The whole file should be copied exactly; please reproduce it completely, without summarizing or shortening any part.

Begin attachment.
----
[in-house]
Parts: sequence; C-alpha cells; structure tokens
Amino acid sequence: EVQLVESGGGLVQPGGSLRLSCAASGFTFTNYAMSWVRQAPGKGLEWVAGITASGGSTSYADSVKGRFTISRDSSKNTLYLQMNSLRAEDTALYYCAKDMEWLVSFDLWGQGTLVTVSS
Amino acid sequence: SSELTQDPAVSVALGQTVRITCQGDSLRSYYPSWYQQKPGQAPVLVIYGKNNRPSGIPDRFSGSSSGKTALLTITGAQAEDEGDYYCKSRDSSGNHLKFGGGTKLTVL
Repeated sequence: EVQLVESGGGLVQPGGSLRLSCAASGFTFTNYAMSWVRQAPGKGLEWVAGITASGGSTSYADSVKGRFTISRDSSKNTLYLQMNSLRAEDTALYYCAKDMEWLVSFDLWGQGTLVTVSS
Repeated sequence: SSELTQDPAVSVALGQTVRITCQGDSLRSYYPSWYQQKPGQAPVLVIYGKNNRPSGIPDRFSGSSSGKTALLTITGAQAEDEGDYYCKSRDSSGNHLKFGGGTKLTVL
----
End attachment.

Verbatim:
[in-house]
Parts: sequence; C-alpha cells; structure tokens
Amino acid sequence: EVQLVESGGGLVQPGGSLRLSCAASGFTFTNYAMSWVRQAPGKGLEWVAGITASGGSTSYADSVKGRFTISRDSSKNTLYLQMNSLRAEDTALYYCAKDMEWLVSFDLWGQGTLVTVSS
Amino acid sequence: SSELTQDPAVSVALGQTVRITCQGDSLRSYYPSWYQQKPGQAPVLVIYGKNNRPSGIPDRFSGSSSGKTALLTITGAQAEDEGDYYCKSRDSSGNHLKFGGGTKLTVL
Repeated sequence: EVQLVESGGGLVQPGGSLRLSCAASGFTFTNYAMSWVRQAPGKGLEWVAGITASGGSTSYADSVKGRFTISRDSSKNTLYLQMNSLRAEDTALYYCAKDMEWLVSFDLWGQGTLVTVSS
Repeated sequence: SSELTQDPAVSVALGQTVRITCQGDSLRSYYPSWYQQKPGQAPVLVIYGKNNRPSGIPDRFSGSSSGKTALLTITGAQAEDEGDYYCKSRDSSGNHLKFGGGTKLTVL